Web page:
Advantages of Resource Leveling vs Resource Smoothing

Each project task requires a resource that can follow the project budget and schedule. As the project progresses, unexpected events and challenges may force you to reconsider your resource allocation. In this case, you must adapt to ensure that project deliverables are unaffected. This is where resource leveling comes into play.

Resource leveling aims to adjust timelines to ensure the project is completed with all available resources. In turn, you will assign resources according to your goals and objectives. In other words, it is a management strategy that helps overcome staff-level constraints.

Project managers must use their resources efficiently to achieve project objectives. To this end, solid resource management skills and a deep understanding of each project’s needs are needed to level the playing field. This article will discuss examples of resource leveling, resource leveling vs. resource smoothing, the best time to use each, and when schedule optimization is ideal.

Resource Leveling PMP Definition

A technique in which start and finish dates are adjusted based on resource constraints with the goal of balancing the demand for resources with the available supply. Resource leveling can be used when shared or critically required resources are available only at certain times or in limited quantities, or are over-allocated, such as when a resource has been assigned to two or more activities during the same time period, or there is a need to keep resource usage at a constant level.PMBOK

Resource Leveling

Leveling resources is a project management technique. It involves resolving scheduling or overall conflicts to ensure a project can be completed using the available resources. Resources are the time, materials, or tools required to complete a project resource plan.

It is a way to maximize the resources available while still working within the project’s cost, time, and scope constraints. Project managers can have difficulty balancing multiple projects’ demands for the same resources.

Businesses use tools to level resources when a project environment changes and impacts resource levels. This could be, for example, when a team member is fired or a stakeholder’s requirement changes.

How to do Resource Leveling

These techniques prevent resources from being overstretched while ensuring that projects have everything they need to succeed. This strategy helps with project management and helps the team maintain a healthy work-life balance. Here are a few reasons resource optimization can help your project and team.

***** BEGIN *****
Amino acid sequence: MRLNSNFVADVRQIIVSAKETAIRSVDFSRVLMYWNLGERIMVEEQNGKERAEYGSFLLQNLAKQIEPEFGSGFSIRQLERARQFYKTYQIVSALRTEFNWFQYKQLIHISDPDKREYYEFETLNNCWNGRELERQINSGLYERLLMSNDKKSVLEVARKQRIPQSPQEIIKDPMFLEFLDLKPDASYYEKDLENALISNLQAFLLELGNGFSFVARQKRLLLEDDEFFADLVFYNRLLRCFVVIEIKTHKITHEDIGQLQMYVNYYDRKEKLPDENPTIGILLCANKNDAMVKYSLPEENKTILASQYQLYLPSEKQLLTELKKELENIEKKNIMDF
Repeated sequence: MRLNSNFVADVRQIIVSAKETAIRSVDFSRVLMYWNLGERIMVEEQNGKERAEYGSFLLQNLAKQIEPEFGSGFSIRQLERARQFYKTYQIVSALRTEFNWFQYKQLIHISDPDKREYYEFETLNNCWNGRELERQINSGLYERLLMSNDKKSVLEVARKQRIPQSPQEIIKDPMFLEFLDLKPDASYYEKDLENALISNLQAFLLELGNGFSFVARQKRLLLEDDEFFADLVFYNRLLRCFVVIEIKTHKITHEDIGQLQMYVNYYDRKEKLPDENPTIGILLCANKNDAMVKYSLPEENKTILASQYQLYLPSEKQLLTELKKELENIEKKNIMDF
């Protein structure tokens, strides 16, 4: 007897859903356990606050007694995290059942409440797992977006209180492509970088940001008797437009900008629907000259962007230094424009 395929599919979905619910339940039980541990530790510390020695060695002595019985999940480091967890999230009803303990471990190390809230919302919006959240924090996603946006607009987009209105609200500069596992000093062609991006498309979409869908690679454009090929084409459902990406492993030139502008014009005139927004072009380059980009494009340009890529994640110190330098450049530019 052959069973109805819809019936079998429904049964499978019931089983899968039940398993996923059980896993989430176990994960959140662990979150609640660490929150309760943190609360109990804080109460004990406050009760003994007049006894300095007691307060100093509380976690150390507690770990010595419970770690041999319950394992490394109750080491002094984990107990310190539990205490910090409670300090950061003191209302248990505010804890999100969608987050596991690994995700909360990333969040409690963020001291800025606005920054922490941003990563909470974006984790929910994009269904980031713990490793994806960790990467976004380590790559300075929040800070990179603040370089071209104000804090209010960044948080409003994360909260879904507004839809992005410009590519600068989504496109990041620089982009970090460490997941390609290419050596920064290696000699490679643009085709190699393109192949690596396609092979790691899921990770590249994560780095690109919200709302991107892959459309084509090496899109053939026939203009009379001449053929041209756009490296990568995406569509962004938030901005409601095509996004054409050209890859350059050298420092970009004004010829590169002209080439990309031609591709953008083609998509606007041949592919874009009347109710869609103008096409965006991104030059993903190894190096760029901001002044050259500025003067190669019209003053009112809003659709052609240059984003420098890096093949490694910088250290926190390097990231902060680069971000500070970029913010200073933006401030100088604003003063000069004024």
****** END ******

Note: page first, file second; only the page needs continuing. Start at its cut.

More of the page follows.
1. To make the most out of your resources
  2. To keep deficits to a minimum
  3. To avoid task overloads among team members
  4. To ascertain that the project out is of high quality

Resource Leveling Example:

Some resource leveling examples include:

1. One example is deferring the start of a project.

A project necessitates creating mock-ups for the customer, but the designer is double-booked, and the rest of the team is also busy. When the designer becomes available, they begin the job two days later. Because the designer works quickly, the project’s completion date remains unchanged.

2. Obtaining additional resources is another example.

The IT department has been dealing with a flood of IT demands related to a virus that has infected business systems. The team decided to invest in new antivirus software to fix the PCs because the company’s present antivirus software is not sturdy enough to handle the infection.

Resource Leveling Cons or Disadvantages

Leveling resources is at its core a method of crisis management. It helps to untangle compounding conflicts and often does this at the cost of one of the three constraints: cost, scope, or time. However, there is a high risk of error even at the beginning, and minor mishaps are part of the process.

Implementing these tools will ensure that projects are completed on time without compromising the scope or cost. Tasks can also be completed within budget but with reduced scope or time. In other words, by compromising time and money, you can achieve the entire scope of your project using resource-leveling tools.

Resource Smoothing

One of the project management tools used in resource-optimizing techniques is resource smoothing. Resource smoothing refers to a technique used to adjust the activities in a project schedule model to ensure that the resource requirements do not exceed the pre-determined resource limits.

Only a small number of reusable resources are unlimited. Therefore, setting time limits and adjusting them is essential to ensure that resources are available when needed. While resource smoothing can manage limited resources and limited time, it is a different tool than resource-leveling.

This tool is used when time constraints are a significant factor in project planning. It aims to finish the work or activity on the specified date while avoiding resource demand peaks and troughs.

As such, you must be cautious to avoid any activity delays that could disrupt your critical path. The primary constraint here is time. You have been given a set timeline and instructed to optimize your resources.

Delaying specific tasks or works is an excellent way to maintain a smooth resource profile. While this will affect the ability to deal with delays, it can also reduce the flexibility of your schedule. However, it can be very cost-effective in managing and using resources.